Bolivia won’t let US anti-drugs agency return
Bolivian President Evo Morales has said he wants better relations with Washington under Barack Obama’s presidency, but will not allow the U.S. Drug Enforcement Agency to resume work in his country. He suspended the operations of the agency on November 1, accusing them of espionage and of helping to undermine Bolivian government.
Speaking at a news conference in U.N headquarters, Morales said:
“My interest is to improve relations with the new president and there has to be respect from one government to another, one country to another, one president to another.”
Morales, Bolivia's first Indian president, sees a lot in common between himself and Obama, who’s become the first African-American leader in the US. He believes the best way to develop relations between the two countries is on the basis of mutual respect.
Relations between Bolivia and the US have been strained since Morales came to power in 2006.
A former coca farmer, Morales says the consumption of coca is a traditional part of life for the people of the Andean region and is protected by the constitution. He said Bolivia will be initiating a campaign to remove the coca leaf from the UN's list of prohibited drugs.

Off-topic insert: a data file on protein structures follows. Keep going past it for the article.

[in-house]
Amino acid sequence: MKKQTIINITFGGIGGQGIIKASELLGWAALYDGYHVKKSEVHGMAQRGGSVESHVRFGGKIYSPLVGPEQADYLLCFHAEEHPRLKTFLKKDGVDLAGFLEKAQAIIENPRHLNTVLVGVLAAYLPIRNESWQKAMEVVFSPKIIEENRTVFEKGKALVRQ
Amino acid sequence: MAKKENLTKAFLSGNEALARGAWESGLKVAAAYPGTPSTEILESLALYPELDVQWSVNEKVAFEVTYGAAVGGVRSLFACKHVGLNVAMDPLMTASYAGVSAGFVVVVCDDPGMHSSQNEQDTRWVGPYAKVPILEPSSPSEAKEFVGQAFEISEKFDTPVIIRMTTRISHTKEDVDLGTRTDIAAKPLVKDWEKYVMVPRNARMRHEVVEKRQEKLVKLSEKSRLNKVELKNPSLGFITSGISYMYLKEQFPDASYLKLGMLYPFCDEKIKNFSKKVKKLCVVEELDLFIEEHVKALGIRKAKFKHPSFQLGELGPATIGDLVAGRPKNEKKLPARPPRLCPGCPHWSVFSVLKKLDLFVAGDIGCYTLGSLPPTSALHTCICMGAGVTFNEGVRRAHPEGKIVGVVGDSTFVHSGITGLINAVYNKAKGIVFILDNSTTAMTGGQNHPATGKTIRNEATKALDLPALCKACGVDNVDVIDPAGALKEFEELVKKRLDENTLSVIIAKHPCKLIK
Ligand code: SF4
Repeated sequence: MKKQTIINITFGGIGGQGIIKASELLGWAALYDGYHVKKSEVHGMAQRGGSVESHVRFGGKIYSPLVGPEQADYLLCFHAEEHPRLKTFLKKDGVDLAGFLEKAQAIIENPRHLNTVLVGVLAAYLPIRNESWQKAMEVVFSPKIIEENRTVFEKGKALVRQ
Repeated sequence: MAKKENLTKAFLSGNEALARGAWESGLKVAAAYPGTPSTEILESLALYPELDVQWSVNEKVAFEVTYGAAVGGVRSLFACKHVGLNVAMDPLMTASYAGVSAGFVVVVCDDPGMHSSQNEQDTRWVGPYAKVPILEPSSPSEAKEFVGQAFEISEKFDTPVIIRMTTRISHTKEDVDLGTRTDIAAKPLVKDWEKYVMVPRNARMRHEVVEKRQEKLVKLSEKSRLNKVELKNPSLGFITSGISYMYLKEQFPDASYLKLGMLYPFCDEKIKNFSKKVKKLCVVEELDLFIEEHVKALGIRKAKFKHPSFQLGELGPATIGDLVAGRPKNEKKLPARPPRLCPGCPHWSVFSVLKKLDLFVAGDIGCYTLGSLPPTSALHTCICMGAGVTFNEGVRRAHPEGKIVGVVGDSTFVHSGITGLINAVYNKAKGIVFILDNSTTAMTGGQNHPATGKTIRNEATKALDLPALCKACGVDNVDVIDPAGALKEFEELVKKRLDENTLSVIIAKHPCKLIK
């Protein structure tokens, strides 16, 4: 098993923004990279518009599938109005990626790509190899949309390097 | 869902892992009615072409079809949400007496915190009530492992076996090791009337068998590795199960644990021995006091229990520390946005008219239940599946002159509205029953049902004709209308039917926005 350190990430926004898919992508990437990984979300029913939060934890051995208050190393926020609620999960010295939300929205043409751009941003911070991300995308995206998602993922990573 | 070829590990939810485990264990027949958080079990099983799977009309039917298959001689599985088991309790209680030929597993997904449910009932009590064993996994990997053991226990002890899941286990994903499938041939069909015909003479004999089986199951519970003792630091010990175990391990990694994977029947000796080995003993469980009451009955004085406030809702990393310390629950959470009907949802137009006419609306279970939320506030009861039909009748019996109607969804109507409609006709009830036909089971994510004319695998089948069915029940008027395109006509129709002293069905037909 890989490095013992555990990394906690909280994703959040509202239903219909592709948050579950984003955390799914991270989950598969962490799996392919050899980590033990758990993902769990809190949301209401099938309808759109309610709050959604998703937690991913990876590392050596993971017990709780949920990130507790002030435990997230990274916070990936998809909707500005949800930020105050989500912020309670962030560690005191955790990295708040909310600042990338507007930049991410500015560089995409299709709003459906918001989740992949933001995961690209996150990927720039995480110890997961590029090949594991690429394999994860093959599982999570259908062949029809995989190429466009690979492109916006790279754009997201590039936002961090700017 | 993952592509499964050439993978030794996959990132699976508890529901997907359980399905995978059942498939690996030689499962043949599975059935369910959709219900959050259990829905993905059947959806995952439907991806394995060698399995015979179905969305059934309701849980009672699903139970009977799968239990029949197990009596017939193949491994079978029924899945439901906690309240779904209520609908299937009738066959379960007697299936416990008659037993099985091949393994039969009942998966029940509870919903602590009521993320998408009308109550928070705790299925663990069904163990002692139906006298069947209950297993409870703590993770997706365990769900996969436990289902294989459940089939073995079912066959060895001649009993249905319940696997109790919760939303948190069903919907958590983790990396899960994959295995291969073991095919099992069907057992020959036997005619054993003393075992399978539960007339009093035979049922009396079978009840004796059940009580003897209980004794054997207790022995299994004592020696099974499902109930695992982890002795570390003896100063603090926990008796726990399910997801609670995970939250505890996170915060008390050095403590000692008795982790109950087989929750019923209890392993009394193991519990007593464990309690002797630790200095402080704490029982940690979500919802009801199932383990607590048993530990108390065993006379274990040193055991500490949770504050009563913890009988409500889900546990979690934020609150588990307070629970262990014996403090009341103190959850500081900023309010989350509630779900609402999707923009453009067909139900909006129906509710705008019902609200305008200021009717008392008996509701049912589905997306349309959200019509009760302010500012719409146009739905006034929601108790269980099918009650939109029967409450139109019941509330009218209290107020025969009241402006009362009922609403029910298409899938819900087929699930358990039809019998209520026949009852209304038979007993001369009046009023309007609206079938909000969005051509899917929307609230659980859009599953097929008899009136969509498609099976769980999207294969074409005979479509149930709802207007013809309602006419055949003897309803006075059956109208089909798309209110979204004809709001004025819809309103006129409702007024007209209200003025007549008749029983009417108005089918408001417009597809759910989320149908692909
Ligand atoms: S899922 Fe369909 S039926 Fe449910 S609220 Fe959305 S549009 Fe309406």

“The coca leaf is not a poison in its natural state. If precursors and sulphur compounds are added then that's something different, and we firmly combat that,” he said.
Also, Morales told the reporters that La Paz is holding talks with Brazil, Russia and France to buy helicopters that would help Bolivia to combat drug-trafficking.
The South American country is the world’s third largest producer of coca, the raw material for cocaine. The US is the largest consumer of cocaine.